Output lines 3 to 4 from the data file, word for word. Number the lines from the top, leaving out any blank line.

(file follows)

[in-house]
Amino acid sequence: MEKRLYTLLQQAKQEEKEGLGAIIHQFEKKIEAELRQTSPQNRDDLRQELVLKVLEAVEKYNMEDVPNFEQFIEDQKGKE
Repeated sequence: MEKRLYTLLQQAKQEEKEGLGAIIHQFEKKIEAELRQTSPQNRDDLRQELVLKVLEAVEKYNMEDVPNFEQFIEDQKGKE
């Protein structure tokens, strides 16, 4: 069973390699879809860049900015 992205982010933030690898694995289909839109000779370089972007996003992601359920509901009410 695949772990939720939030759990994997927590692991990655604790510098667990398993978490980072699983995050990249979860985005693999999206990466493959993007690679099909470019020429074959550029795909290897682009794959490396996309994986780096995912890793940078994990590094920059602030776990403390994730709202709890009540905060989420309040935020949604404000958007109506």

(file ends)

Repeated sequence: MEKRLYTLLQQAKQEEKEGLGAIIHQFEKKIEAELRQTSPQNRDDLRQELVLKVLEAVEKYNMEDVPNFEQFIEDQKGKE
């Protein structure tokens, strides 16, 4: 069973390699879809860049900015 992205982010933030690898694995289909839109000779370089972007996003992601359920509901009410 695949772990939720939030759990994997927590692991990655604790510098667990398993978490980072699983995050990249979860985005693999999206990466493959993007690679099909470019020429074959550029795909290897682009794959490396996309994986780096995912890793940078994990590094920059602030776990403390994730709202709890009540905060989420309040935020949604404000958007109506």